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Football diplomacy: A new form of soft power

by on April 3, 2014

“Sports personalities- especially footballers -are more important than politicians, because people look up to them.”

– Nelson Mandela.

football diplomacy

Football is arguably the most popular sport on the planet. It is influential enough to bring the masses at a halt, and for the next 90 minutes, unite them with one universal language. Despite the many controversial moments in international football enraging supporters that resort to violence, football for the past century, has allowed to fizz out the line between nations. Many have praised international football for its encouragement of unity and peace. Former UN Secretary general Kofi Anan, acclaimed footballs potential to unite citizens from all across the world, despite being so often at odds. Football even went so far as to influencing the end of a 5-year civil war. As the Ivory Coast national team qualified for the world cup in 2005, the likes of Didier Drogba and his teammates dropped on their knees in front of news cameras begging both factions to lay down their weapons. It proved successful as the civil war ended a week later.

 

Nations and non-state actors have utilized the influence of football as a means of soft power, to fulfill their charitable, or even political objectives. Some, like Qatar, have also used football for commercial means to gain their status as an important global state –actor.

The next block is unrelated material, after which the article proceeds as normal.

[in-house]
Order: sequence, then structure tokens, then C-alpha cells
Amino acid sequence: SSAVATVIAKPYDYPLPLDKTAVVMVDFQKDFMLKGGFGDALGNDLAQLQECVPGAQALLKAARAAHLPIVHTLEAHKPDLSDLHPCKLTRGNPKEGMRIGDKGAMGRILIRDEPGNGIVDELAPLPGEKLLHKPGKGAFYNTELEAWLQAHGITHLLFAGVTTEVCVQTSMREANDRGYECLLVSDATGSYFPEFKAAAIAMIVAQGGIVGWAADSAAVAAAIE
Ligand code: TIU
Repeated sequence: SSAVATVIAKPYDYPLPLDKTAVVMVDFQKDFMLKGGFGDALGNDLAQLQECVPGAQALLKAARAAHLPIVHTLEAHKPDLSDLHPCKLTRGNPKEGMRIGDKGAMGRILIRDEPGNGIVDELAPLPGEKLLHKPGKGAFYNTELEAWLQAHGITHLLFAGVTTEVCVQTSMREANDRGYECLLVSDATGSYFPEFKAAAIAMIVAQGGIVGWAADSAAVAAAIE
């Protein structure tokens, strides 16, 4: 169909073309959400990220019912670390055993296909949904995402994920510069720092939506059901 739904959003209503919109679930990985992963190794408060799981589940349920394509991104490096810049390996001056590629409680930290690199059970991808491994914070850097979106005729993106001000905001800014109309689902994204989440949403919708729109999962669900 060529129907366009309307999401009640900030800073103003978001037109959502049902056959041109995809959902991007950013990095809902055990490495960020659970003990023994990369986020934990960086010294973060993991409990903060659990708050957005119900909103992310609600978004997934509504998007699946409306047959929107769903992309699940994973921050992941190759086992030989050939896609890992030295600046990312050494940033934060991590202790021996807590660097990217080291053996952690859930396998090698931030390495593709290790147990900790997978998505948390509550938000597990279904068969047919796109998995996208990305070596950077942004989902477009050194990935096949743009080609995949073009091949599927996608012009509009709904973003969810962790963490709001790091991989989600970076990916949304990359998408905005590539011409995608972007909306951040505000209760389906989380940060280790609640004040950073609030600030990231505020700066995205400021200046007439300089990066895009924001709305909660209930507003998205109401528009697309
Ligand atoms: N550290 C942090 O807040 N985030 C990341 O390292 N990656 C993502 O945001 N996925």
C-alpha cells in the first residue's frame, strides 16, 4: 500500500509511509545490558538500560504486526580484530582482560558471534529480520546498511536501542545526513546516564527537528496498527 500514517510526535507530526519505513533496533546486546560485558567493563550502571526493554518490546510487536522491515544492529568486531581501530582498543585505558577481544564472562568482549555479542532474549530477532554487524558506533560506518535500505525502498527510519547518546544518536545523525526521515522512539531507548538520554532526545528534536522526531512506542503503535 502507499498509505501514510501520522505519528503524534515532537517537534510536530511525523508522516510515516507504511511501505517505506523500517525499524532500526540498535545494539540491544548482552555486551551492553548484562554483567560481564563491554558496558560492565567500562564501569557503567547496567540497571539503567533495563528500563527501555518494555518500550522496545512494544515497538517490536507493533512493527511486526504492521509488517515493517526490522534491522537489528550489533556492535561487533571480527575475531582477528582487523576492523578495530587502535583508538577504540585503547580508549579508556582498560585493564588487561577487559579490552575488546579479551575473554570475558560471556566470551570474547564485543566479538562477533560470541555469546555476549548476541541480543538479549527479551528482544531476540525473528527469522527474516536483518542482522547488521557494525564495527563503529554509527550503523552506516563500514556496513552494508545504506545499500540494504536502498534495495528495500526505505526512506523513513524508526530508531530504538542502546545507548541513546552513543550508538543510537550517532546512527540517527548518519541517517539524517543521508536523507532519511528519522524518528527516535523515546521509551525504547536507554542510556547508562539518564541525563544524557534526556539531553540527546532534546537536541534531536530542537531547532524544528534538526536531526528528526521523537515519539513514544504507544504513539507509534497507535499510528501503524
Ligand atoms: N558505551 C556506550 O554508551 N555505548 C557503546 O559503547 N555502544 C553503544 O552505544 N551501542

Since 2010, Qatar have delved into a number of investments that have given them, sponsorship rights with one of the worlds biggest football club – Barcelona, ownership of what is now one of the richest club, PSG, and securing the hosting of the 2022 world cup. Although marred with suspicion and controversy, Qatar has succeeded in gaining international prominence using football to bring to fruition their foreign policy objectives.

 

Brazil, under the current president, Dilma Rousseff emphasized that the ‘Investment in culture’ can supplement traditional diplomacy by promoting who they are to the world and what they have to offer. With that, Brazil is home to football, and with a successful international football record, the sport is an advantageous way exerting soft power to achieve their foreign policy goals. This also includes Brazil hosting the 2014 World Cup as well as other major sporting events including, the 2016 Olympic and Paralympic games in Rio De Janeiro.

 

The Match against poverty initiative under the United Nations Development Program (UNDP), have also used football to raise funds and awareness in order to prevent poverty and assist in natural disasters. Football legends have worked together with UNDP to host games against local teams across the world, allowing spectators to buy tickets whereby the proceeds go to charity. The likes of Zinedine Zidane, Ronaldo, and Didier Drogba have returned to the pitch allowing football fans see their renowned skills for a good cause.  The tour included, Madrid, Marseille, Lisbon, Athens, Dusseldorf, and Porto Alegre, Brazil.